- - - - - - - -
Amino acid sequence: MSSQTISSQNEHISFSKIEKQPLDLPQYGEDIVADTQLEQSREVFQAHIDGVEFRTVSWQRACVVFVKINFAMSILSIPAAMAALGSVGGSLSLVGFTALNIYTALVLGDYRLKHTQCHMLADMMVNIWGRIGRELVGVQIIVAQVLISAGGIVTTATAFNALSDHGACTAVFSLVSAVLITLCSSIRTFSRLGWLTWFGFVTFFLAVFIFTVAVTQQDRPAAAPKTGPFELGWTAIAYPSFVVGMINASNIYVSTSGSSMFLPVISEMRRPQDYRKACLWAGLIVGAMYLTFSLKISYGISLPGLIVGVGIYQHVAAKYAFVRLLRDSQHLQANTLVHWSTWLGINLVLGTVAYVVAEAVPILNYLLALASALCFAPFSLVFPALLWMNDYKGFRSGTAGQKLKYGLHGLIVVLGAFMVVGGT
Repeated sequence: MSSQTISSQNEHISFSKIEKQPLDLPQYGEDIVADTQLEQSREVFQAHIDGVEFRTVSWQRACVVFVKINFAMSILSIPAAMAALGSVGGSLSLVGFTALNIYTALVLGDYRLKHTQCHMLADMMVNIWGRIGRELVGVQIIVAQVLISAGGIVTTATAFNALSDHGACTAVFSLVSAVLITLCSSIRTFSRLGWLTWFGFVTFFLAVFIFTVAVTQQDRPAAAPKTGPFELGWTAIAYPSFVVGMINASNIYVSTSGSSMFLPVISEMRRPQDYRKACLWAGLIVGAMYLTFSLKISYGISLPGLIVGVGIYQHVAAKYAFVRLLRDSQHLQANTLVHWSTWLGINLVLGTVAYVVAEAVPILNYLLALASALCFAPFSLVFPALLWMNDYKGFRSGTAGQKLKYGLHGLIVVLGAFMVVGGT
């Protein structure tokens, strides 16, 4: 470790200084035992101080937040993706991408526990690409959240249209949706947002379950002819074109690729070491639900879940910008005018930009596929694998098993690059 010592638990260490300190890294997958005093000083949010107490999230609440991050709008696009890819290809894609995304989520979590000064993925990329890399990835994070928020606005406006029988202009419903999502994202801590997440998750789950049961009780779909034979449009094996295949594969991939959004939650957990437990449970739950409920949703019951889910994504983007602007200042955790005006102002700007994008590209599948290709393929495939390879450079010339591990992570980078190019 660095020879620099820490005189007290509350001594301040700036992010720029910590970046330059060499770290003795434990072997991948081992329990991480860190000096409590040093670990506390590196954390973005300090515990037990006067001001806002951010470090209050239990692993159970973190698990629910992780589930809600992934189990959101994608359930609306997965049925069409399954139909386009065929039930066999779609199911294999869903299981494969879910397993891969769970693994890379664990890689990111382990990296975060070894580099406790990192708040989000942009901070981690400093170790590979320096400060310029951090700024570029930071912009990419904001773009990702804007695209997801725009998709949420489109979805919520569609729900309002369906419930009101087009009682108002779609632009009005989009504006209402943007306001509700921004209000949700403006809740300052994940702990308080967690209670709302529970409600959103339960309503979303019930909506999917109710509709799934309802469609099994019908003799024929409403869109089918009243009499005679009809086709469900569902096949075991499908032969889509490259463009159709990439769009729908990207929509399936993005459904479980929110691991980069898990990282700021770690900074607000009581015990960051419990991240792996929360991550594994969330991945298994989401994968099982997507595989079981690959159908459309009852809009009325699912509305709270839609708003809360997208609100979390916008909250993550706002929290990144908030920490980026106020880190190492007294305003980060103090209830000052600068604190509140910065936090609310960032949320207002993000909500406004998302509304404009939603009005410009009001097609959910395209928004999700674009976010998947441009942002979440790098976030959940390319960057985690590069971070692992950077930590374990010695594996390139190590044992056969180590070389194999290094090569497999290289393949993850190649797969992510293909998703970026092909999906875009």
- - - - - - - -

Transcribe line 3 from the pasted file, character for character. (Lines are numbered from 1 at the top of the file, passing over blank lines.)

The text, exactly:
């Protein structure tokens, strides 16, 4: 470790200084035992101080937040993706991408526990690409959240249209949706947002379950002819074109690729070491639900879940910008005018930009596929694998098993690059 010592638990260490300190890294997958005093000083949010107490999230609440991050709008696009890819290809894609995304989520979590000064993925990329890399990835994070928020606005406006029988202009419903999502994202801590997440998750789950049961009780779909034979449009094996295949594969991939959004939650957990437990449970739950409920949703019951889910994504983007602007200042955790005006102002700007994008590209599948290709393929495939390879450079010339591990992570980078190019 660095020879620099820490005189007290509350001594301040700036992010720029910590970046330059060499770290003795434990072997991948081992329990991480860190000096409590040093670990506390590196954390973005300090515990037990006067001001806002951010470090209050239990692993159970973190698990629910992780589930809600992934189990959101994608359930609306997965049925069409399954139909386009065929039930066999779609199911294999869903299981494969879910397993891969769970693994890379664990890689990111382990990296975060070894580099406790990192708040989000942009901070981690400093170790590979320096400060310029951090700024570029930071912009990419904001773009990702804007695209997801725009998709949420489109979805919520569609729900309002369906419930009101087009009682108002779609632009009005989009504006209402943007306001509700921004209000949700403006809740300052994940702990308080967690209670709302529970409600959103339960309503979303019930909506999917109710509709799934309802469609099994019908003799024929409403869109089918009243009499005679009809086709469900569902096949075991499908032969889509490259463009159709990439769009729908990207929509399936993005459904479980929110691991980069898990990282700021770690900074607000009581015990960051419990991240792996929360991550594994969330991945298994989401994968099982997507595989079981690959159908459309009852809009009325699912509305709270839609708003809360997208609100979390916008909250993550706002929290990144908030920490980026106020880190190492007294305003980060103090209830000052600068604190509140910065936090609310960032949320207002993000909500406004998302509304404009939603009005410009009001097609959910395209928004999700674009976010998947441009942002979440790098976030959940390319960057985690590069971070692992950077930590374990010695594996390139190590044992056969180590070389194999290094090569497999290289393949993850190649797969992510293909998703970026092909999906875009």